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Recently, financial institutions have come under fire for a not illegal, but potentially suspicious form of investing. And while not especially complex in its execution, this scheme exposes the lack of insight and oversight across large institutions, especially institutions that operate across different geographies. Of course, I’m talking about mirror trading.
‘Mirror trading’ is a legitimate strategy where a trader tracks and copies trades of another trading/investment entity. The original intent is to allow traders to automate trading decisions based on track-record proven, expert strategies. However, when done in large quantities, mirror trading can also be used to facilitate money laundering since these trades may bypass currency controls and anti-money laundering laws when moving money overseas.
Since mirror trades have only recently been used to circumvent money laundering controls, many financial institutions have not been proactive in monitoring for mirror trades.
Bigger you are, it’s harder to see
One of the main difficulties in detecting this kind of activity is the sheer size of institutions themselves. While some isolated aspects of these schemes could raise reasonable suspicion, captured together they would undoubtedly paint a clear picture of the unfolding arrangement and trigger a “red flag,” if not several. In a most recent case, these “flags” included:
- Reoccurring pattern: A steady flow of smaller trades, typically $2-3 million each, but totaling to billions of dollars over a few years
- Uneconomic trading: The parties lost money on the deals due to fees and commissions
- Common beneficial ownership: Clients were closely related and having a stake in the same corporations
- Suspicious trade instructions: An interest in offloading currency into any security, with little regard for the prospective outcome of the investment
As financial restrictions and sanctions are applied more broadly and rigorously around the world (under the current US administration, the Treasury Department has added over 700 people, companies, and government agencies to sanctions lists) money-launderers are becoming more creative and may utilize ever-increasing sophisticated trading schemes to hide their activities.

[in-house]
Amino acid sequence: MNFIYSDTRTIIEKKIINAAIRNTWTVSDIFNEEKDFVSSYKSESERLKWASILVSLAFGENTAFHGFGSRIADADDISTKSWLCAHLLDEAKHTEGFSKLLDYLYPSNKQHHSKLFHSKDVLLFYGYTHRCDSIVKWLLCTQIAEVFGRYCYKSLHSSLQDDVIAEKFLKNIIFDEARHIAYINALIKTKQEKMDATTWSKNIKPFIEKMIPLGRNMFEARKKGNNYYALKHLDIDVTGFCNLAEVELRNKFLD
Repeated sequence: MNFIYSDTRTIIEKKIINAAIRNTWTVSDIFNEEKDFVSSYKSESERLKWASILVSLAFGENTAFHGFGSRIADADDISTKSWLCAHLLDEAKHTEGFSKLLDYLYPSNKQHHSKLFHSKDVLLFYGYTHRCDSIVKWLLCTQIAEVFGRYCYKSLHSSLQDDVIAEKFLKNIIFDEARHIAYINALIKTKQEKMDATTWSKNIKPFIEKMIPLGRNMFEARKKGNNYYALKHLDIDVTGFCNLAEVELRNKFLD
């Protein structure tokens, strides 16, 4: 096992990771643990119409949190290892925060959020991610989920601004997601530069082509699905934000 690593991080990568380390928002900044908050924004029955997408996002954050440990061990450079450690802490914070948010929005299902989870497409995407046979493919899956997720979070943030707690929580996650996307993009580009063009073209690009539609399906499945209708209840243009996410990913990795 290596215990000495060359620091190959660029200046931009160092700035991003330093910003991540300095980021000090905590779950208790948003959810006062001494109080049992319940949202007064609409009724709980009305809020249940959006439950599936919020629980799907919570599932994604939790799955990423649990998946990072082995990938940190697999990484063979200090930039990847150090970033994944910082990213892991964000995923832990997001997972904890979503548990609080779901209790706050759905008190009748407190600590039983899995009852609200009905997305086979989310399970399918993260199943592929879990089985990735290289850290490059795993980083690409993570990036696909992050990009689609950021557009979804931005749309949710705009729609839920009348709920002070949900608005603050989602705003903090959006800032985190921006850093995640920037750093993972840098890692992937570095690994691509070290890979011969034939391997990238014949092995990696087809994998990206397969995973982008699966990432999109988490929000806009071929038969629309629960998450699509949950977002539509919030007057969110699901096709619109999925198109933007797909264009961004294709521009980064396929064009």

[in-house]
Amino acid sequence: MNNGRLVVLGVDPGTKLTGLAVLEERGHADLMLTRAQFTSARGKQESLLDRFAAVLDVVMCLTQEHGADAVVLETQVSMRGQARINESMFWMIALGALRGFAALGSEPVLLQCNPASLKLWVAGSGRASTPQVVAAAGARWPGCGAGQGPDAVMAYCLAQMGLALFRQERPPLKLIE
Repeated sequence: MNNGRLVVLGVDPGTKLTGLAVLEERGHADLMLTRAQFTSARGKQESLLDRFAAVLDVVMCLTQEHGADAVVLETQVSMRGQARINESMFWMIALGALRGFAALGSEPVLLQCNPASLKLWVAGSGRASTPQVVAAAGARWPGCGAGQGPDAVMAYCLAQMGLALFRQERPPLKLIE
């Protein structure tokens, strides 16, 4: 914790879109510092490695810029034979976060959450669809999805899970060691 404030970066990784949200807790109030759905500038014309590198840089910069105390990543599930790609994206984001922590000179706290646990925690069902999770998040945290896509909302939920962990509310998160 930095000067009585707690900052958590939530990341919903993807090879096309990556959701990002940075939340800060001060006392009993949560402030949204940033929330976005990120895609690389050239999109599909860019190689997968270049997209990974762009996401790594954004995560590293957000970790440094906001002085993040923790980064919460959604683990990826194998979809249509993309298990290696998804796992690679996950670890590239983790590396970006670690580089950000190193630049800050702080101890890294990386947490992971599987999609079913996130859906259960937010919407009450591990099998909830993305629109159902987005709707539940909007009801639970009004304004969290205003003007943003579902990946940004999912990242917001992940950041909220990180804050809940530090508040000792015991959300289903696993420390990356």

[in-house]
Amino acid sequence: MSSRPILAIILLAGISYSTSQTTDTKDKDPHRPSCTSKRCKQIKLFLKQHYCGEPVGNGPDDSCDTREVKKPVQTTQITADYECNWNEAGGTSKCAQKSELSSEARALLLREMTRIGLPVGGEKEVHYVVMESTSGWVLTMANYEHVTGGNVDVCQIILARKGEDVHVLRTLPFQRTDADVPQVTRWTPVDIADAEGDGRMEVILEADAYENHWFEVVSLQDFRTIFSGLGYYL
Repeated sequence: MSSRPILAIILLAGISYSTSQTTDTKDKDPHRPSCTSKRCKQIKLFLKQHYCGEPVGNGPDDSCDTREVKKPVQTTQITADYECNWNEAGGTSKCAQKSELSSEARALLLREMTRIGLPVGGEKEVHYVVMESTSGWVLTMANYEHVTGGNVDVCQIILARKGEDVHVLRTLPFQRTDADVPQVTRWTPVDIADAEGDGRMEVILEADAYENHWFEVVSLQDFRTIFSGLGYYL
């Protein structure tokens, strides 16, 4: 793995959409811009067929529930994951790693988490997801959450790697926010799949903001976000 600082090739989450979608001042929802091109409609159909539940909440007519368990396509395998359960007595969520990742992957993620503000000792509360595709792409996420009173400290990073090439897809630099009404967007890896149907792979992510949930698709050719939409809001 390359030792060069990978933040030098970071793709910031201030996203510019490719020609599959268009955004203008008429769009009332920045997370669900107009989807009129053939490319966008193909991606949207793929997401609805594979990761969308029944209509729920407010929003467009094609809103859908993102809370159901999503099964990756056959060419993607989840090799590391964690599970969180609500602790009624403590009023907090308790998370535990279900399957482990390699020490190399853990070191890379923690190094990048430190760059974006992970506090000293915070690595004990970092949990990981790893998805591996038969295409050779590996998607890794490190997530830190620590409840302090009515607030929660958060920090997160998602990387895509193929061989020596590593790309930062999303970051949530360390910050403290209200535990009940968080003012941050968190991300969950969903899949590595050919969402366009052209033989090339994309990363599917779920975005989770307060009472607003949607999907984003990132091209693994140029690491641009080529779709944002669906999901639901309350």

In addition, these trades typically result in lucrative commissions and fees for financial organizations, disincentivizing staff from raising alerts about the trades or applying vigorous oversight and controls. Furthermore, in many institutions, customer relations are poorly defined and the systems for storing such information are fragmented, leaving the institutions in the dark about who they are trading for and the origins of the money for the deals.
Laying the groundwork for consolidated surveillance
To effectively uncover such schemes, institutions need to build towards an ‘unbiased’ automated surveillance approach, deriving insights from customer data collected from both internal and external sources, as well as trading data and voice and electronic communications, to paint a full and accurate picture of activities and behavioral patterns across the organization.
While easier said than done, it is this convergence of detecting activity and understanding context that is at the heart of IBM’s approach to financial crime. Traditional solutions focus on statistical analysis and rules to find exceptions in transactional activity. However, focusing instead on better understanding relationships among entities, and incorporating contextual data from text, electronic communications, voice and trading data can provide the level of insight needed to spot these types of events with a holistic view across traditionally siloed data sources.
IBM provides financial services firms the ability to know every customer across their global footprint continuously through the customer lifecycle by tapping into structured and unstructured data sources within the firm. IBM enables our financial institutions to understand the demographics, the behaviors and the relationships of their customers to make better and unbiased surveillance decisions faster and more consistently. IBM helps financial institutions to increase the effectiveness of their surveillance program through effective use of advanced analytics, enterprise scale and continuous improvement using machine learning, leading to automation and the decreasing the costs of running such program.